While it may appear on the surface that Microsoft and Turn 10 Studios can do little more to top themselves when it comes to the Forza series, Forza Motorsport 6 does appear to be on its way to doing just that, if our recent hands-on is any indication. However, the sixth installment of the Motorsport series also marks something of a turnaround in philosophy for Turn 10 and the series as a whole.
When Forza Motorsport 5 released back during the original Xbox One launch, the game was packed with microtransactions. Many of those were slapped on cars with such astronomical in-game credit rates, it was almost impossible to earn them, even after playing at a reasonable pace. These vehicles were almost designed to get players to open their wallets, which was particularly galling for a full-priced 60 dollar game. Despite attempting to explain this decision, the fanbase had spoken and the outrage was clear.
Turn 10 has apparently learned its lesson when it comes to microtransactions. Speaking during a roundtable interview, Turn 10 content director John Wendl made it clear that there would be zero real-money transactions for vehicles or credits in Forza Motorsport 6.
"Between rewards for the Forza faithful, the new prize spinner, and increased payouts in the career, there's a lot of ways to earn [credits]," Wendl said. "We just basically wanted to remove that sort of friction. The only way microtransactions would come back is if sometime in the life cycle, players are asking for it, just as an option or something like that. We're hoping the in-game economy will support how people will play the game."
In regards to the prize spinner, Wendl mentioned that there's a sense of skill to it, making it slightly easier to land on the big prizes. In fact, the other writer present had also won the same Bugatti Veyron that I had during my time with the game. If Forza 5 was outrageously difficult to earn everything, Forza 6 may be too easy.
"If we were going to break the economy, we were going to break it on the other side this time," Wendl explained. "Some players are going to have too many credits. We'd rather err on that side this time than what we did last time, where there wasn't enough and it made people feel like we were pushing them towards microtransactions, which wasn't our intent."
After discussing microtransactions and the lack thereof, the topic turned to the new mod system. Turn 10 made it clear that mods would only be a Career Mode addition, so as not to create any unfair advantages when playing against other people. But would the developer consider allowing mods to be used in a more private multiplayer setting? In particular, when playing against friends?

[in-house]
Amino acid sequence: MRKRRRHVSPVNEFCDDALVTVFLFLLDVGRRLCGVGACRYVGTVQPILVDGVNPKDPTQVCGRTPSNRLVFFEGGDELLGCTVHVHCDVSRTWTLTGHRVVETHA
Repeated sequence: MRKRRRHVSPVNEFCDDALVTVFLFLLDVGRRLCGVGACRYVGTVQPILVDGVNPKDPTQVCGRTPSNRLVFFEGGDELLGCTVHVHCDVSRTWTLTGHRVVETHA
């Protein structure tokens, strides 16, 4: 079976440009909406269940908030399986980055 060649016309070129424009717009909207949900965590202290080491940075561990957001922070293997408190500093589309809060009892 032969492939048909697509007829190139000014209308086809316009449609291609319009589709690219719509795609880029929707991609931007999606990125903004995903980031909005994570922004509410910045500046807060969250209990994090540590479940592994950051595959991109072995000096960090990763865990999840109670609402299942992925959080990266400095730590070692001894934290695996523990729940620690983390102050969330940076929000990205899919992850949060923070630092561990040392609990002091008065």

"Maybe, maybe. It's very much a Career mechanic right now," Wendl answered. "We may discuss whether it makes sense in other modes or not. Given how non-competitive multiplayer is, it might make sense in some scenarios."
Forza Motorsport is also looking to boast over 450 cars, all viewable through Forzavista. While this is one of the Forza team's proudest accomplishments to date, there are still challenges that they relish for the future.
"Each round, we get some cars that add new challenges," Wendl explained. "Like these new hypercars that are combination hybrids, was a real challenge for us, that have traditional gasoline-powered engines matched with a P1. A lot of these hypercars are now moving to this model, where they have two engines, basically -- an electric engine and a gas engine. Getting the sound and physics for all those right, these dynamic drive systems, we have non-linear dampers in the game now, as well, and these updated sophisticated differentials that control power to different wheels and things like that. We're always having to keep up with the modern automotive industry in making sure our physics simulation can represent that new technology as it becomes available."
Of course, the game is still highlighted by the new line of Ford GT cars. Among the most fascinating reveals from Wendl, however, was that the 2016 Ford GT's design was, in some ways, expedited to help meet the game's demanding production schedule.
"I had the privilege of being at Ford about a year ago and got to see the secret project when it was in development," Wendl said. "It was just a clay sculpture, basically, long before any formal form came to be. And it's tricky, because that car's not out for another year and here we are, shipping the final version. So in many cases, we were working with them to say, 'Okay, how is your gauge cluster going to work when you start the car? How does the active aero wing work in the back?' and they'd say 'We haven't gotten to that yet.' Well, we're shipping the game, so we need to figure this out. So in some cases, they actually had to change their development schedule to figure this stuff out, so we could actually ship the car in the game accurately. This car doesn't exist yet, technically."
The Forza Motorsport 6 demo is currently available now on Xbox One. The full game is set to release on September 15.